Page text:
“So where are the Christians?” I asked that in a WORLD cover story on graphic novels (book-length comics) five years ago. The June 28, 2008, article reported on the work of “the most interesting Christian writer and artist in the field,” Doug TenNapel, author and illustrator of Tommysaurus Rex, Earthboy Jacobus, Iron West, Creature Tech, Monster Zoo, and other imaginative works.
TenNapel and one of the cartoon characters he created, Earthworm Jim, have lots of fans: Jim, a worm in a robotic suit who fights evil, is also the star of a video game series and toy line. You can get a sense of TenNapel’s puckish humor from the names of his characters: Princess What’s-Her-Name, Queen Slug-for-a-Butt, Bob the Killer Goldfish, Evil the Cat, Henchrat, Major Mucus, and (my favorite) Professor Monkey-For-A-Head.
You can read more online about TenNapel, a 6-foot-8-inch graduate of Point Loma Nazarene University who’s turning 47 this month. The crucial line of his Wikipedia bio, though, is this: “He has expressed views against same-sex marriage.” In short, he’s agin it, and that degree of political incorrectness may be waylaying his up-to-now successful career.
The debate has raged in recent months as TenNapel tried to use Kickstarter (the site that links creators and donors) to fund his new video game. Soon, the boycott was on, with bloggers calling TenNapel “a homophobic, sexist bigot” and also “not a big fan of the right to abortion.” The hits kept coming: “TenNapel, used to be an admirer, but way to cling to a fading zeitgeist.?… I regret that you will someday realize that your odious opinions have eternally tainted everything you’ve ever done creatively.?… I’m crushed to have ever liked your work.”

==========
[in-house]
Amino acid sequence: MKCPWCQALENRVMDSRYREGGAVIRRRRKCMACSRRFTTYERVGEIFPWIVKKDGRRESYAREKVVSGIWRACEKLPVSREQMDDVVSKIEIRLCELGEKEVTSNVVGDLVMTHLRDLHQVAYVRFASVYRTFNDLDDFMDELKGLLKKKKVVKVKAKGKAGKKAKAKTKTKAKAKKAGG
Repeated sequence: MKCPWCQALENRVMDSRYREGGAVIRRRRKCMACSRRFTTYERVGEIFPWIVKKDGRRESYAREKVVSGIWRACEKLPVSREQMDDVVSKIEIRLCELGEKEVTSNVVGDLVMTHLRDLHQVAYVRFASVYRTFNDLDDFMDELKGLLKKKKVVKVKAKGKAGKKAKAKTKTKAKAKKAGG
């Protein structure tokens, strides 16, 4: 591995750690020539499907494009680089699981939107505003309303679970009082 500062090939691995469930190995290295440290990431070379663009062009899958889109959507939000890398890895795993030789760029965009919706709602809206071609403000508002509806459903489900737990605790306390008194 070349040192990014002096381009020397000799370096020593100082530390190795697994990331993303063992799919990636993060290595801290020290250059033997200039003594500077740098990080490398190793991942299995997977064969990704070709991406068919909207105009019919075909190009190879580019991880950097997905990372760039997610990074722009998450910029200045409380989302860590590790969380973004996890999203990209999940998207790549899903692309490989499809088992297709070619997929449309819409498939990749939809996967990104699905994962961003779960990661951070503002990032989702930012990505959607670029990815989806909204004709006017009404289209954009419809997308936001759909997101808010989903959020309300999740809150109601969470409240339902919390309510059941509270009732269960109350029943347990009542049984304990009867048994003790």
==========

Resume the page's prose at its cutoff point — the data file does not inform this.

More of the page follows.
TenNapel entered into Twitter dialogues with his attackers. In one TenNapel asked, “Do you care more about the truth, or blindly joining a cultural dogpile?” Attacker: “I care about social justice.” TenNapel: “If you don’t believe in my religious freedom, then you don’t believe in social justice.” Attacker: “I have no problem with your religious freedom, as long as it doesn’t harm other people.” TenNapel: “Religious freedom doesn’t mean you get to dictate what other people do.”
After being beaten up for months, TenNapel wrote to me last month and asked, “Where are the evangelicals in support of our work??… It’s gotten to where the last people I expect to help me out are evangelicals. I’m probably the most conservative evangelical working in comics, games, and animation, and I might as well be a Pentagram-wearing New Ager.?… We on the front line need more cultural support from our people.”